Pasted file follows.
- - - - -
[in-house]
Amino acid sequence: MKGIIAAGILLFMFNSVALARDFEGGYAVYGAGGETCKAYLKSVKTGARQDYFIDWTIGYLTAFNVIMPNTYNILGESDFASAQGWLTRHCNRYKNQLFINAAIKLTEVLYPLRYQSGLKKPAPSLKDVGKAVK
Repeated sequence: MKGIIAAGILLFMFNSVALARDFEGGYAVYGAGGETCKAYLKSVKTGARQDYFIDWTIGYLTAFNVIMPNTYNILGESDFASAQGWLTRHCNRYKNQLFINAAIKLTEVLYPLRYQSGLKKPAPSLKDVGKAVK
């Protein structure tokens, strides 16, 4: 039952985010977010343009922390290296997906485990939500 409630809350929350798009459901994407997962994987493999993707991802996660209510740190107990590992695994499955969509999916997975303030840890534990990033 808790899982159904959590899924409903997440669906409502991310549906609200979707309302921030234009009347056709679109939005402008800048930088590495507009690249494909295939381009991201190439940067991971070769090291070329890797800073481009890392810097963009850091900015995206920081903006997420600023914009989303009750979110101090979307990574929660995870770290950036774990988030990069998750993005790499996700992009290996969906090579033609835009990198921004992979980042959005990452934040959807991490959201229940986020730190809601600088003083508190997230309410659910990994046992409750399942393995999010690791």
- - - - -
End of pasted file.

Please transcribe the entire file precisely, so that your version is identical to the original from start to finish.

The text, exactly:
[in-house]
Amino acid sequence: MKGIIAAGILLFMFNSVALARDFEGGYAVYGAGGETCKAYLKSVKTGARQDYFIDWTIGYLTAFNVIMPNTYNILGESDFASAQGWLTRHCNRYKNQLFINAAIKLTEVLYPLRYQSGLKKPAPSLKDVGKAVK
Repeated sequence: MKGIIAAGILLFMFNSVALARDFEGGYAVYGAGGETCKAYLKSVKTGARQDYFIDWTIGYLTAFNVIMPNTYNILGESDFASAQGWLTRHCNRYKNQLFINAAIKLTEVLYPLRYQSGLKKPAPSLKDVGKAVK
């Protein structure tokens, strides 16, 4: 039952985010977010343009922390290296997906485990939500 409630809350929350798009459901994407997962994987493999993707991802996660209510740190107990590992695994499955969509999916997975303030840890534990990033 808790899982159904959590899924409903997440669906409502991310549906609200979707309302921030234009009347056709679109939005402008800048930088590495507009690249494909295939381009991201190439940067991971070769090291070329890797800073481009890392810097963009850091900015995206920081903006997420600023914009989303009750979110101090979307990574929660995870770290950036774990988030990069998750993005790499996700992009290996969906090579033609835009990198921004992979980042959005990452934040959807991490959201229940986020730190809601600088003083508190997230309410659910990994046992409750399942393995999010690791």